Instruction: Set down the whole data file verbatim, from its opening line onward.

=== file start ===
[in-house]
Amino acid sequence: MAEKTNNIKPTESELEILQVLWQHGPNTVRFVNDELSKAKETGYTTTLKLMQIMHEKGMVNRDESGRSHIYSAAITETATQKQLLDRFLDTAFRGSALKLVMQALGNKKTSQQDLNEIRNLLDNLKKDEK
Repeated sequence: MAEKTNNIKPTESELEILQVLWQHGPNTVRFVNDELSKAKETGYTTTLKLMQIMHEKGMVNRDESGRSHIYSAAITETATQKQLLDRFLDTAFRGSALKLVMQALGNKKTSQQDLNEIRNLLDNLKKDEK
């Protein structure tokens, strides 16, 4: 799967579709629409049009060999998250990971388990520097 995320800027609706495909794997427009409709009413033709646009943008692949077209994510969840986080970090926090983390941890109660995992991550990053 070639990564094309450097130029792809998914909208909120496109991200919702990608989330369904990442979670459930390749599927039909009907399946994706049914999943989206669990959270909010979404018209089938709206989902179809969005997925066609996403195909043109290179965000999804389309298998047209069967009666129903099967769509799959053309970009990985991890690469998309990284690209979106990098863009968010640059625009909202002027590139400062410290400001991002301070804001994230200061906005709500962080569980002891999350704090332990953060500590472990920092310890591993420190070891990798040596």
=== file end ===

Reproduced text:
[in-house]
Amino acid sequence: MAEKTNNIKPTESELEILQVLWQHGPNTVRFVNDELSKAKETGYTTTLKLMQIMHEKGMVNRDESGRSHIYSAAITETATQKQLLDRFLDTAFRGSALKLVMQALGNKKTSQQDLNEIRNLLDNLKKDEK
Repeated sequence: MAEKTNNIKPTESELEILQVLWQHGPNTVRFVNDELSKAKETGYTTTLKLMQIMHEKGMVNRDESGRSHIYSAAITETATQKQLLDRFLDTAFRGSALKLVMQALGNKKTSQQDLNEIRNLLDNLKKDEK
């Protein structure tokens, strides 16, 4: 799967579709629409049009060999998250990971388990520097 995320800027609706495909794997427009409709009413033709646009943008692949077209994510969840986080970090926090983390941890109660995992991550990053 070639990564094309450097130029792809998914909208909120496109991200919702990608989330369904990442979670459930390749599927039909009907399946994706049914999943989206669990959270909010979404018209089938709206989902179809969005997925066609996403195909043109290179965000999804389309298998047209069967009666129903099967769509799959053309970009990985991890690469998309990284690209979106990098863009968010640059625009909202002027590139400062410290400001991002301070804001994230200061906005709500962080569980002891999350704090332990953060500590472990920092310890591993420190070891990798040596």